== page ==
Using Your Lower Body for Optimal Climbing
Are you using your lower body to assist with your hands and arms as much as possible when you climb? One of the things that’s immediately obvious when you watch someone good climb is how integrated their footwork, leg movements, and hips are into their climbing.
Beginners usually look just at their hands and what’s in front of them.
Often intermediate climbers look down with a little more care.
Expert climbers actually lead with their feet. They will move into a sequence knowing what they are going to do with their hands, so they position their feet before they get into the hard stuff for optimal assistance.
Knowing this might give you an edge on your next redpoint effort. When you’re pumping in the crux and that solution hold is just 6 inches out of reach, the mistake you made was actually a couple of moves ago. That is, before you got on the tiny, pumpy holds you’re about to fall off of, you should have set your feet up high and on the footholds that would give you that extra bit of reach when you got there. Maybe you should have put them higher when your hands were on the jug below, or maybe you should have set up for the backstep to give yourself some extra reach. Or maybe a little extra pull with your toe, or a shimmy with your hips would have put you into position to reach through.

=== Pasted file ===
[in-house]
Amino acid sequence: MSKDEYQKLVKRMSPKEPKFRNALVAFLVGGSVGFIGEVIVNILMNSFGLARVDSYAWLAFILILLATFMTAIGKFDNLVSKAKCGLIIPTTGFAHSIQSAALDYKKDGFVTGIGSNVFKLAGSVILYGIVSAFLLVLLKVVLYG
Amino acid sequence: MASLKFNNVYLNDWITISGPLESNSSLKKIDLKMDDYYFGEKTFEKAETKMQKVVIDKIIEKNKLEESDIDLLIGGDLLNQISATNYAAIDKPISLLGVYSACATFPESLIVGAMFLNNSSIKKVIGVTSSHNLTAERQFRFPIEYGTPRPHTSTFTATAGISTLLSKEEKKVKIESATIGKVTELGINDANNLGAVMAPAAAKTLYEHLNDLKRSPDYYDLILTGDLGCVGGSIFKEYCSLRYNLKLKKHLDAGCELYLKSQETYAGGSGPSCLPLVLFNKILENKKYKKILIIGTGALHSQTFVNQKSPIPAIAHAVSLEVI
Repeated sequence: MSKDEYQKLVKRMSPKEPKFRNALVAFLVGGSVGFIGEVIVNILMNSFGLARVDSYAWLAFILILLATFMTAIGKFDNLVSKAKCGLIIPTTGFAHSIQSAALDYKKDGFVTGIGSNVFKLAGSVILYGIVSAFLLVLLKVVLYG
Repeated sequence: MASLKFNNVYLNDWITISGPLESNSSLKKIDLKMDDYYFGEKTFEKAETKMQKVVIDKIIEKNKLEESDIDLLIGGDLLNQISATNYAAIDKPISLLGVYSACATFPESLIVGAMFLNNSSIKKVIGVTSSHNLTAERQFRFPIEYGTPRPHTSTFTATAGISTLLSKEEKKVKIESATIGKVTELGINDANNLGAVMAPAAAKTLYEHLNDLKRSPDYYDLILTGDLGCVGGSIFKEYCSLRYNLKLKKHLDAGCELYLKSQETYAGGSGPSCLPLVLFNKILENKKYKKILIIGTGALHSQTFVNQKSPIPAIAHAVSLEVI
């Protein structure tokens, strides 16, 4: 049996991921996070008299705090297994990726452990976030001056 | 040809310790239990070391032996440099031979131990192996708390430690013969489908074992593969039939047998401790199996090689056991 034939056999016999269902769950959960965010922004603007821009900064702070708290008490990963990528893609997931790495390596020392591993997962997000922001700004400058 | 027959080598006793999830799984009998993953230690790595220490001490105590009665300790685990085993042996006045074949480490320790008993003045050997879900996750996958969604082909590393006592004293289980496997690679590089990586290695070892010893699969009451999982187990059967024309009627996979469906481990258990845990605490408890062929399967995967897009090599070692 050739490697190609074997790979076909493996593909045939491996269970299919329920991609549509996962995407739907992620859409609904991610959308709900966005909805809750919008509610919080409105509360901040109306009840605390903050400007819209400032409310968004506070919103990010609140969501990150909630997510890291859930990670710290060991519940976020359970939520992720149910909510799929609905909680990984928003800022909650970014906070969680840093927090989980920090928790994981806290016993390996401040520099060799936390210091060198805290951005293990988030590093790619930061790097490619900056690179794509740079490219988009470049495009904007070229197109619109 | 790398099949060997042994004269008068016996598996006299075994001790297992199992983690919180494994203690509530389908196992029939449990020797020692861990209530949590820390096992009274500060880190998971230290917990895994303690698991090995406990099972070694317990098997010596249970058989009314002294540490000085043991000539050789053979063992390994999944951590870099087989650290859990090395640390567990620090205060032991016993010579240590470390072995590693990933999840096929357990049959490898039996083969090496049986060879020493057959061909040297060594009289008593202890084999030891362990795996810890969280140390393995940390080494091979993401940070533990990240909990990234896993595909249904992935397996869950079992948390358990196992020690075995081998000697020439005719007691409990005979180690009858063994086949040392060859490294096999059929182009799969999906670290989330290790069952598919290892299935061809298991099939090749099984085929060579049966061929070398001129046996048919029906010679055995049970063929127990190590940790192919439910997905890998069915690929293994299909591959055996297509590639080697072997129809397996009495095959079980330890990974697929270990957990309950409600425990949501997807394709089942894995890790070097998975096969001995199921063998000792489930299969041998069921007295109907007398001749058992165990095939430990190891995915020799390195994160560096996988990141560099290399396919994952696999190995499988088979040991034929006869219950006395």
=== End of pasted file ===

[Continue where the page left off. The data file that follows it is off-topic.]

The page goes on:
Your legs and feet are strong. Your forearms will burn out long before them. So efficient climbing shifts as much of the overall work to them during all the moves (even the easy ones) to save your forearms. See our tip “Give Your Feet More Credit!” for an exercise that can help build up your footwork finesse.
Labels: climbing, tips